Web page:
I wake up this morning with major cognitive/emotional dissonance. On the one hand, I am celebrating Team Israel’s improbable sweep of its round in the World Baseball Classic, with wins over South Korea and the Netherlands, teams loaded with major league stars. I LOVE this story. On the other hand, I just realized that the Israeli Parliament (the Knesset) just banned me from visiting the country where I lived for two years, met my future wife and fell in love, and formed my identity as a Jew.
The ban would apply not only to people who call for boycotting Israel, but also to those who support boycotts of any Israeli institution or any “area under its control,” obviously meaning the settlements.
Although I don’t support full “BDS” (boycott/divest/sanction) of Israel, I do support a boycott and divestment of Israeli settlements and their products. So even though I don’t support full “BDS,” Israel’s govt is boycotting, divesting and sanctioning people like me.
I’m not sure what the next steps are. But if the Israeli government says I may not enter legally, I cannot travel there, so I am cornered into a de facto travel boycott. And even if I didn’t support boycotting of the Israeli settlements, how could I possibly support country with this kind of discriminatory, undemocratic policy?
We just had a meeting this week at our son’s Jewish high school about the school trip to Israel next spring for seven weeks. That night, I was so excited for him to take the adventure with friends and without us, to take a leap into independence. My adventure in Israel when I was 15 was transformative in many ways. I want him to share that experience. Today, I feel worse than ambivalent about Israel, I feel torn and betrayed. If I wanted to visit him there, would I even be allowed to? This travel ban seems to be a more aggressive turning point. Commentators across the political spectrum have been saying for years that as long as the two-state solution is stalled or dead, Israel cannot be both a Jewish state and a democracy. If Israel wants to claim to be a democracy, the Palestinians cannot live as stateless disenfranchised third-class non-citizens indefinitely. As Israel approaches the 50th anniversary of the Six Day War and seizing control of the West Bank and Gaza, it seems to me that the Knesset has chosen “Jewish state” over “democracy” more aggressively and decisively than ever before. No, it is worse than that: It is actively rejecting the core principles of democracy.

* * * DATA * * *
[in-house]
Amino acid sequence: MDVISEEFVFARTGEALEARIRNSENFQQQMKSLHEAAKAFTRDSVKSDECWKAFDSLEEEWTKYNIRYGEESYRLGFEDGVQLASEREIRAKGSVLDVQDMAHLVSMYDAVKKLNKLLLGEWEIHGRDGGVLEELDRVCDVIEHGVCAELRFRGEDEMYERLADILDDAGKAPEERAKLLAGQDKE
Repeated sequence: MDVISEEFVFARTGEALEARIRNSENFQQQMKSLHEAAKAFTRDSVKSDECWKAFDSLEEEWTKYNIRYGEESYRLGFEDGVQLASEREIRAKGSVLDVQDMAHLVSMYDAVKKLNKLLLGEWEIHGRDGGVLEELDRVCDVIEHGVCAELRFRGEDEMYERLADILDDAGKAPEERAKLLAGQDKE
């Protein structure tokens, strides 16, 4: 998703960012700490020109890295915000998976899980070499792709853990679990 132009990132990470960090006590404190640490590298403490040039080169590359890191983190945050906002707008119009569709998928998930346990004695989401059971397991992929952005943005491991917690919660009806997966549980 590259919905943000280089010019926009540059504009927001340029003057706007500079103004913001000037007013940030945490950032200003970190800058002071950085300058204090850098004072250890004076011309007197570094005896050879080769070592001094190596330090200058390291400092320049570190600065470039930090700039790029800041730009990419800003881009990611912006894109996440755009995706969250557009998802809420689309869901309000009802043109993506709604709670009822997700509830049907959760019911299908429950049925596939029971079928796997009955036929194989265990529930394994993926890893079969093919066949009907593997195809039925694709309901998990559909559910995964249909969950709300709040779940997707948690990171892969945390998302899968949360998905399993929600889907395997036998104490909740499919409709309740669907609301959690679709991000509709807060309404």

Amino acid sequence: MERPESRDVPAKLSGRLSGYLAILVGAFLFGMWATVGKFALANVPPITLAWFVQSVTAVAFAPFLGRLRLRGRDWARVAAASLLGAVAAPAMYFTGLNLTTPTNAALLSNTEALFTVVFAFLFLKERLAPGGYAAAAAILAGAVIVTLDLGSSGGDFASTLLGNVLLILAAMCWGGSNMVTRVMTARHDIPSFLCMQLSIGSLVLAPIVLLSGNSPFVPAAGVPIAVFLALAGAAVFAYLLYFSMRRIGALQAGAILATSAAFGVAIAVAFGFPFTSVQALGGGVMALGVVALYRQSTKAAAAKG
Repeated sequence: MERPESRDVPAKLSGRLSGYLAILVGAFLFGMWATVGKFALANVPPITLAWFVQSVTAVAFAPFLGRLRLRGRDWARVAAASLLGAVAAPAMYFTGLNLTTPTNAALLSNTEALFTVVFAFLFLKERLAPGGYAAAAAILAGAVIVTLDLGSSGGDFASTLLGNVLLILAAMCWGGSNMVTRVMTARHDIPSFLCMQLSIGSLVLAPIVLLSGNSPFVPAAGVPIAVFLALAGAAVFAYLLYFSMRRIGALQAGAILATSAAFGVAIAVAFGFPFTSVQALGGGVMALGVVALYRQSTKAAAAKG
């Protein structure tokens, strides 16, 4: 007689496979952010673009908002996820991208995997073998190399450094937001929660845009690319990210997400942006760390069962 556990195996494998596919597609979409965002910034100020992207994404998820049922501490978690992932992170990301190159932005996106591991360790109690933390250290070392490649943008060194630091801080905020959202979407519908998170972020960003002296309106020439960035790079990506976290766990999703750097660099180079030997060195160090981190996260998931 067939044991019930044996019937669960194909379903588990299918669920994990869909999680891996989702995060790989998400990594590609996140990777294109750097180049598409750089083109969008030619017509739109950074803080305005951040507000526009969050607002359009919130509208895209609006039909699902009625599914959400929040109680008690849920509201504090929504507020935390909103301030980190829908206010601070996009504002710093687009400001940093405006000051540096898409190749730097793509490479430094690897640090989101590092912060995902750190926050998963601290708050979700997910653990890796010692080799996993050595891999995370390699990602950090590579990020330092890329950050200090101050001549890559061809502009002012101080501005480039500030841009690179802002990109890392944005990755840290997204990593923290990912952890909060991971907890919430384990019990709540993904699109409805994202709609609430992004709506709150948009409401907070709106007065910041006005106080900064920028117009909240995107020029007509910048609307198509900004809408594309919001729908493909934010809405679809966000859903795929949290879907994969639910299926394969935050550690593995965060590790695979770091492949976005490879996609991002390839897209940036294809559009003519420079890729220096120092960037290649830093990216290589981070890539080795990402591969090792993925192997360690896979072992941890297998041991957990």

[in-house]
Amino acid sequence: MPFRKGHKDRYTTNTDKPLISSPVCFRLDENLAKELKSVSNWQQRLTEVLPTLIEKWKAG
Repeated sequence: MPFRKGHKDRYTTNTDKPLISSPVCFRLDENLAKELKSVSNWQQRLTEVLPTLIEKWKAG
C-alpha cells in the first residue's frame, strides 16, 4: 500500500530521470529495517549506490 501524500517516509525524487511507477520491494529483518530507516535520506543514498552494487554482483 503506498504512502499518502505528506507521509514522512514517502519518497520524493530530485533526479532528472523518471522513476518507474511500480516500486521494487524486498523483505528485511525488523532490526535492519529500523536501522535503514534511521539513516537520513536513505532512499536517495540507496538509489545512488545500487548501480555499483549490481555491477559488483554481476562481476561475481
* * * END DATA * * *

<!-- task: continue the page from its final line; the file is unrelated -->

The best piece I’ve seen as a Jewish parent is Peter Beinart’s: “I support boycotting settlements. Should I be banned from Israel with my children?”
His conclusion is most powerful:
“Now, in my long-running battle with Netanyahu for my children’s identity, the prime minister has struck an unexpected blow. The good news is that in a few years they will start going to Israel on school trips without me. I hope they visit many, many times, and come to cherish the place as I do. My mother once told me that my grandfather, for whom my son is named, was never happier than when he was arguing politics on Dizengoff Street. God willing, my son and daughter will pass many days doing that too.
“But if I can’t be there with them, so be it. My parents gave me many gifts, but the most important was their example. They loved South Africa and they opposed apartheid. And when the tension between their lives and their principles grew too great, they chose the latter, and they left. As I child, I sensed their sadness and their isolation. And I felt proud to be their son.
“In my family, we have a tradition. We lose countries but we keep our self-respect.”
Update: My friend Rabbi Matt Carl adds: “Plenty of us said ‘if there’s a Muslim ban, I’ll register as Muslim.’ I’m happy to claim I support BDS for this/analogized purpose.” Absolutely the right moral response. Count me in.